Police and prosecutors from the State of New York and the Manhattan District Attorney have raided offices belonging to the Bloomberg financial news company and Turner Construction, the American subsidiary of Spanish giant ACS.
The raids, which took place in October last year but have just been reported in The New York Times, were part of an ongoing investigation into suspicions of bid-rigging in New York’s $9.4bn office fit-out sector.
Police seized records belonging to two Bloomberg executives, one of whom was Anthony Guzzone, the global head of construction for Bloomberg. He is suspected of inflating the cost of fit-out projects, then awarding them to companies in return for kickbacks.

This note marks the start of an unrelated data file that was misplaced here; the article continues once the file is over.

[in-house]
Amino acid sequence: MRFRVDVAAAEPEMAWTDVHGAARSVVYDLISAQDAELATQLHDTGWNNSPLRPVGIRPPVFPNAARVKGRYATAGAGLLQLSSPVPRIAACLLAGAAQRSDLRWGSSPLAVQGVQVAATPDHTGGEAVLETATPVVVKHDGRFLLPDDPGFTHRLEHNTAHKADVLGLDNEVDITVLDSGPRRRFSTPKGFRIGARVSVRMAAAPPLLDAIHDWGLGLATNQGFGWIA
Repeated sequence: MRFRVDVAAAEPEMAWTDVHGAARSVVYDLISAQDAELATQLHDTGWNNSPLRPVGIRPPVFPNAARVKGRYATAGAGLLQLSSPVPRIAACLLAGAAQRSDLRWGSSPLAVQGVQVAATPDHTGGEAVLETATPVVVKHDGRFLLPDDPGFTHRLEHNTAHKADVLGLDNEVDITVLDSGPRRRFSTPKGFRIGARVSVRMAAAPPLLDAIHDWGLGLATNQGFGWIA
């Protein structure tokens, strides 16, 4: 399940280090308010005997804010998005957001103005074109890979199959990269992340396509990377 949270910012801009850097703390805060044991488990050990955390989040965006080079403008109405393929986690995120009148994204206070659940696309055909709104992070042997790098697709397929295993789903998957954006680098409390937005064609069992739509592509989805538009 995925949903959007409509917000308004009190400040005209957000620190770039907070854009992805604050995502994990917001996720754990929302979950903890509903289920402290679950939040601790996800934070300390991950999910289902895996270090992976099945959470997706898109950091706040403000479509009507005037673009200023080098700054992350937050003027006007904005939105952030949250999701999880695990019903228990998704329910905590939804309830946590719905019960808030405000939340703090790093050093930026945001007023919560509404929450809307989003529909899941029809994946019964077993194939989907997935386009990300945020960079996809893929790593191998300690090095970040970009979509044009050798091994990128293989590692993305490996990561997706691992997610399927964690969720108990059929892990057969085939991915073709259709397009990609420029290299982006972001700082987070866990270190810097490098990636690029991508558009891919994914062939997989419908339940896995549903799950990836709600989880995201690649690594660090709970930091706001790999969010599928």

Mr Guzzone denies the allegations; Bloomberg itself is not suspected of wrongdoing.
Turner is suspected of being one of the companies involved, and a lawyer for the firm has said its internal fraud prevention measures were subverted. Two executives have had their offices and homes searched by investigators.
Other firms involved are thought to be an unnamed fit-out specialist in the New York City district of Queens and an electrical contractor.
The work involved fit-outs at Bloomberg offices, and may have amounted to about an overpayment of $1m a year, however investigators suspect that the Bloomberg case may be part of a wider $100m fraud in the New York fit-out sector.
In a similar case four years ago, Bloomberg’s former general contractor, Structure Tone, pleaded guilty to corruption charges brought by the Manhattan district attorney’s office and agreed to forfeit $5m for defrauding Bloomberg, as well as financial institutions, law firms and advertising agencies. Following the case, Bloomberg replaced Structure Tone with Turner.
Image: Bloomberg’s New York City offices (Bloomberg)